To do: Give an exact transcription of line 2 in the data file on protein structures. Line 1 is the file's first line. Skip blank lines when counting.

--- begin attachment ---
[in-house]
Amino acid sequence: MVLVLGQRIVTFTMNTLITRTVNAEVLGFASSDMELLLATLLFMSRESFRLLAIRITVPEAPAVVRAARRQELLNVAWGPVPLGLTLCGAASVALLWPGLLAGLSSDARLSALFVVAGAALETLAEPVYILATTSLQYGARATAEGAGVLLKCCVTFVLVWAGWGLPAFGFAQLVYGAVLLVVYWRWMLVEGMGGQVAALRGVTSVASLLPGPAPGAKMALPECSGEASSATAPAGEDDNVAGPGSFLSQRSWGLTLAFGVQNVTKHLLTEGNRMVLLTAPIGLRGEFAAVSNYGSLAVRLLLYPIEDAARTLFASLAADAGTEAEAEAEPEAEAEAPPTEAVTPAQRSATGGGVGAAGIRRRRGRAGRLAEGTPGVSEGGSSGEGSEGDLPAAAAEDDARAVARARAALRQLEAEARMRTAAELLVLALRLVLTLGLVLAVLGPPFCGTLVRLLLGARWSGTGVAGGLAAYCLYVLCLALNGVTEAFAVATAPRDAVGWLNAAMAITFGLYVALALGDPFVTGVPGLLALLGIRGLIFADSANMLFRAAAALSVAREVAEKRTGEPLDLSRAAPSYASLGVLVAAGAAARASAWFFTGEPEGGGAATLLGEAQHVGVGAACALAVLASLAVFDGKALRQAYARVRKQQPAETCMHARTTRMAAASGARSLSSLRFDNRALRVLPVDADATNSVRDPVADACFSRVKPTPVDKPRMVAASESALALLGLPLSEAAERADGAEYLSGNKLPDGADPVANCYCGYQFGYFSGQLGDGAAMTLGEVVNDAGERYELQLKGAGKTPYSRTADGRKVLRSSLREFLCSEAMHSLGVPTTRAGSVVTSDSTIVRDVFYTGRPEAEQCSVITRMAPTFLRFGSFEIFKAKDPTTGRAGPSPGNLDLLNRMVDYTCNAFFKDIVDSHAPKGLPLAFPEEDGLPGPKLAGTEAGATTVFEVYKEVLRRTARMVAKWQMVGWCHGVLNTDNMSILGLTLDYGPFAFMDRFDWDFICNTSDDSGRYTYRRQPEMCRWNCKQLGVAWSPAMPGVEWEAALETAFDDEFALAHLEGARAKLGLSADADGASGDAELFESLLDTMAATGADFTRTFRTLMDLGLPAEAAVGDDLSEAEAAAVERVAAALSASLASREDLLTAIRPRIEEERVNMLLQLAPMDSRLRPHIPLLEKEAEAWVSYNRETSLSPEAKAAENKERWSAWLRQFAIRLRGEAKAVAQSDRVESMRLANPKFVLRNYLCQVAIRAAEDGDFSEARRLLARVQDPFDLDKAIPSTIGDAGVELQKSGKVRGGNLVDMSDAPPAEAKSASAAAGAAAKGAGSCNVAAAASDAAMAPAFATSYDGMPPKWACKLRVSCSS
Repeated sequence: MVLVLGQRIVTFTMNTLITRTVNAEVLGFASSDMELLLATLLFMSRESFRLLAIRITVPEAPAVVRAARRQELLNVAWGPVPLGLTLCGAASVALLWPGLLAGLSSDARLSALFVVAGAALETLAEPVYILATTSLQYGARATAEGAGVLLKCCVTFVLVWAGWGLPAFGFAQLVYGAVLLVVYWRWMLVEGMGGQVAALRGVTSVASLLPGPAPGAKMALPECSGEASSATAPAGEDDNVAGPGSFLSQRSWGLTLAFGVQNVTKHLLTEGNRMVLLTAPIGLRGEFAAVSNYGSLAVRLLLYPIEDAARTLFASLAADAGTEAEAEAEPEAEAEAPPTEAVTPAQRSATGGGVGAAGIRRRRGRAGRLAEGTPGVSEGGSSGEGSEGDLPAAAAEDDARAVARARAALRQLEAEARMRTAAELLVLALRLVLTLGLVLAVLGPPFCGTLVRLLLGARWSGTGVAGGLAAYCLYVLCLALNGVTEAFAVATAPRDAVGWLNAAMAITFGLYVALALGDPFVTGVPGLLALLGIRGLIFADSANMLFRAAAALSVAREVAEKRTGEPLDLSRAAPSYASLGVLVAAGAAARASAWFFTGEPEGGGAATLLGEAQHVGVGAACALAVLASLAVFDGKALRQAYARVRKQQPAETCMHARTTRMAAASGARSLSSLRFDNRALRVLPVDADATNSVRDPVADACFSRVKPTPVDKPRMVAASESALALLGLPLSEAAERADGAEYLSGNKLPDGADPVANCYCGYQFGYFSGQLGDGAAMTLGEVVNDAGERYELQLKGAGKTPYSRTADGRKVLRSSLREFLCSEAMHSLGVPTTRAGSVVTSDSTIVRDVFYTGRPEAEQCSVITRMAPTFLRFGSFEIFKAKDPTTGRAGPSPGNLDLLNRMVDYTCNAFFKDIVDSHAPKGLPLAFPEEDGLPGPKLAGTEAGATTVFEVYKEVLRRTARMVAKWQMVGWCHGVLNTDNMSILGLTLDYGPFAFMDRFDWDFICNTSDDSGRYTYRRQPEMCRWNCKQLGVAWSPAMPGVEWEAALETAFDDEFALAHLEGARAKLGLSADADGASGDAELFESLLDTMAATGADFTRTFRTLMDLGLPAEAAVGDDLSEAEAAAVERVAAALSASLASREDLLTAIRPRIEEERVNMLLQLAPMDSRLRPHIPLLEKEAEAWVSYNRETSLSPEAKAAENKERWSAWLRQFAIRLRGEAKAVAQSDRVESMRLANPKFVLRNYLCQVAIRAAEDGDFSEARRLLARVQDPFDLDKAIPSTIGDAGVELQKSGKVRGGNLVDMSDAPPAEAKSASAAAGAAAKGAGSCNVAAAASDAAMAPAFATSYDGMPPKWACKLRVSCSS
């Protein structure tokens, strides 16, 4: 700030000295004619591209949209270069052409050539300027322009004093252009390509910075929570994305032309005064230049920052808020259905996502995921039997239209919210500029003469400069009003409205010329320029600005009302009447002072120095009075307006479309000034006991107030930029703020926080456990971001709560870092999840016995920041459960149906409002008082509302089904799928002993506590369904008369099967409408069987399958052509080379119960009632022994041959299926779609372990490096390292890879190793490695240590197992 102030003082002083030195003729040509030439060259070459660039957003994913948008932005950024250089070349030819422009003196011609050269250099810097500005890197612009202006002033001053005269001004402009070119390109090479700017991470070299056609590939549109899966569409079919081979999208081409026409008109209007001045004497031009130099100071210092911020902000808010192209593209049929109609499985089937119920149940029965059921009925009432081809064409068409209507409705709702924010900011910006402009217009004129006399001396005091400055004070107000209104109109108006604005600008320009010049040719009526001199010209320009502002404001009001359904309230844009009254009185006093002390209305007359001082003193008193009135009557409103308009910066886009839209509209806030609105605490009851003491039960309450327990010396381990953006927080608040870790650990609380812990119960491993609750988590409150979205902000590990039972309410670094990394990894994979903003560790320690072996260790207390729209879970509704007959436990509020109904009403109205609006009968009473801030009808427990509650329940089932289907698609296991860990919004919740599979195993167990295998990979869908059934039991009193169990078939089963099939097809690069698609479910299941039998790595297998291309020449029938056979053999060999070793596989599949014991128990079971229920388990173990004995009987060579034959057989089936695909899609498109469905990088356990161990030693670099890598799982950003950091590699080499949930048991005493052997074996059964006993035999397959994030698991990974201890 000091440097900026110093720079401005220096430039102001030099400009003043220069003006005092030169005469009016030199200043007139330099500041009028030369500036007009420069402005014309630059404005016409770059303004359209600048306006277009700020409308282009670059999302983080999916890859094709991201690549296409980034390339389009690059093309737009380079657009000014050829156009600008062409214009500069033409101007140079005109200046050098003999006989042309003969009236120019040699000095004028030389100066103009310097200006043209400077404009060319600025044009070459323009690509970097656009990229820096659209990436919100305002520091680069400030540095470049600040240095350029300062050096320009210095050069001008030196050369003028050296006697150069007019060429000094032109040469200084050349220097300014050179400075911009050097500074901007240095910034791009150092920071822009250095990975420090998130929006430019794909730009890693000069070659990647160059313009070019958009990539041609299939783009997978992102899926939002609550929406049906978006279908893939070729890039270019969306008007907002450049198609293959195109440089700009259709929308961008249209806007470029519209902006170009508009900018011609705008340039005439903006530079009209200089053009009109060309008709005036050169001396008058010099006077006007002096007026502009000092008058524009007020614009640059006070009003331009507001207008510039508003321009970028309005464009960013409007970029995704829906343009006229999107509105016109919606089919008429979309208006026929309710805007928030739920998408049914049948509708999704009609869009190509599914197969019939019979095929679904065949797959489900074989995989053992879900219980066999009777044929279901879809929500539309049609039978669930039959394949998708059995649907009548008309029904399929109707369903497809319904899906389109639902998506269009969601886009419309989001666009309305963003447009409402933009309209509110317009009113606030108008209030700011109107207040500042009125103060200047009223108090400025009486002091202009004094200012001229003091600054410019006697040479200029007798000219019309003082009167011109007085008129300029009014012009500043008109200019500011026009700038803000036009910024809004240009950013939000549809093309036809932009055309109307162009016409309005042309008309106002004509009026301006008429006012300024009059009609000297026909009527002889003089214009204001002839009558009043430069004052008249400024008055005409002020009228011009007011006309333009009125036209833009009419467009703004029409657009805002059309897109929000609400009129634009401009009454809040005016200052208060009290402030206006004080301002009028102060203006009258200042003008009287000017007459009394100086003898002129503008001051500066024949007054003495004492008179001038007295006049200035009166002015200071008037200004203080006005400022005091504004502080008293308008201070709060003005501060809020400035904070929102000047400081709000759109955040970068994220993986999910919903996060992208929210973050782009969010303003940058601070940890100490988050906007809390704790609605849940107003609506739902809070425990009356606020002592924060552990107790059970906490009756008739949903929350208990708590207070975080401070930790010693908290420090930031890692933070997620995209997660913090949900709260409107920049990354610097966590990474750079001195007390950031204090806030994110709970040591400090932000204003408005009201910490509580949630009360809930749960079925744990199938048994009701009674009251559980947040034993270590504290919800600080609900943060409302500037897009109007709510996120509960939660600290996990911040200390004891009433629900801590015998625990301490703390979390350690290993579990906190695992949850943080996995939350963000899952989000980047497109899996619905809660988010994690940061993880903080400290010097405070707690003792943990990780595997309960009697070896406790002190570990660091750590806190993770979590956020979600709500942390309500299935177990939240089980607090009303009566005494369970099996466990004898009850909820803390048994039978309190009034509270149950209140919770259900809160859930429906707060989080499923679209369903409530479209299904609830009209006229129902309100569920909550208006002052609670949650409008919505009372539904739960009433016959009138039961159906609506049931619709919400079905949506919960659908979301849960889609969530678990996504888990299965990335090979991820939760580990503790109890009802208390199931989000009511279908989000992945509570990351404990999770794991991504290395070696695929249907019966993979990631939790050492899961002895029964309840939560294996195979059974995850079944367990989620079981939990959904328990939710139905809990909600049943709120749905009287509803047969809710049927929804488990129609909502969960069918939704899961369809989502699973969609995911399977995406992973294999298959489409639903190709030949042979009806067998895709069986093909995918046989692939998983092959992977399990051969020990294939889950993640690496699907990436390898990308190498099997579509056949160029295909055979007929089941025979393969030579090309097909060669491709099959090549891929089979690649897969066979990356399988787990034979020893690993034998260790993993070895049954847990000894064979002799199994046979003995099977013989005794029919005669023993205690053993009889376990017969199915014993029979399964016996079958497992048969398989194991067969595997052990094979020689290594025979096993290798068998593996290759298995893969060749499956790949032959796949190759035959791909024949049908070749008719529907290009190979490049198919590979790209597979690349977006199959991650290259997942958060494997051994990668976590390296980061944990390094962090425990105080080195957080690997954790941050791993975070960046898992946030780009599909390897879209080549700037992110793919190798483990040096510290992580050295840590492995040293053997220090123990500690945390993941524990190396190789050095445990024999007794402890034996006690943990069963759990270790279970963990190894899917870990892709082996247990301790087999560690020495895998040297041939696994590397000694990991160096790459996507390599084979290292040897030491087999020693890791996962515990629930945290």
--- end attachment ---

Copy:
Amino acid sequence: MVLVLGQRIVTFTMNTLITRTVNAEVLGFASSDMELLLATLLFMSRESFRLLAIRITVPEAPAVVRAARRQELLNVAWGPVPLGLTLCGAASVALLWPGLLAGLSSDARLSALFVVAGAALETLAEPVYILATTSLQYGARATAEGAGVLLKCCVTFVLVWAGWGLPAFGFAQLVYGAVLLVVYWRWMLVEGMGGQVAALRGVTSVASLLPGPAPGAKMALPECSGEASSATAPAGEDDNVAGPGSFLSQRSWGLTLAFGVQNVTKHLLTEGNRMVLLTAPIGLRGEFAAVSNYGSLAVRLLLYPIEDAARTLFASLAADAGTEAEAEAEPEAEAEAPPTEAVTPAQRSATGGGVGAAGIRRRRGRAGRLAEGTPGVSEGGSSGEGSEGDLPAAAAEDDARAVARARAALRQLEAEARMRTAAELLVLALRLVLTLGLVLAVLGPPFCGTLVRLLLGARWSGTGVAGGLAAYCLYVLCLALNGVTEAFAVATAPRDAVGWLNAAMAITFGLYVALALGDPFVTGVPGLLALLGIRGLIFADSANMLFRAAAALSVAREVAEKRTGEPLDLSRAAPSYASLGVLVAAGAAARASAWFFTGEPEGGGAATLLGEAQHVGVGAACALAVLASLAVFDGKALRQAYARVRKQQPAETCMHARTTRMAAASGARSLSSLRFDNRALRVLPVDADATNSVRDPVADACFSRVKPTPVDKPRMVAASESALALLGLPLSEAAERADGAEYLSGNKLPDGADPVANCYCGYQFGYFSGQLGDGAAMTLGEVVNDAGERYELQLKGAGKTPYSRTADGRKVLRSSLREFLCSEAMHSLGVPTTRAGSVVTSDSTIVRDVFYTGRPEAEQCSVITRMAPTFLRFGSFEIFKAKDPTTGRAGPSPGNLDLLNRMVDYTCNAFFKDIVDSHAPKGLPLAFPEEDGLPGPKLAGTEAGATTVFEVYKEVLRRTARMVAKWQMVGWCHGVLNTDNMSILGLTLDYGPFAFMDRFDWDFICNTSDDSGRYTYRRQPEMCRWNCKQLGVAWSPAMPGVEWEAALETAFDDEFALAHLEGARAKLGLSADADGASGDAELFESLLDTMAATGADFTRTFRTLMDLGLPAEAAVGDDLSEAEAAAVERVAAALSASLASREDLLTAIRPRIEEERVNMLLQLAPMDSRLRPHIPLLEKEAEAWVSYNRETSLSPEAKAAENKERWSAWLRQFAIRLRGEAKAVAQSDRVESMRLANPKFVLRNYLCQVAIRAAEDGDFSEARRLLARVQDPFDLDKAIPSTIGDAGVELQKSGKVRGGNLVDMSDAPPAEAKSASAAAGAAAKGAGSCNVAAAASDAAMAPAFATSYDGMPPKWACKLRVSCSS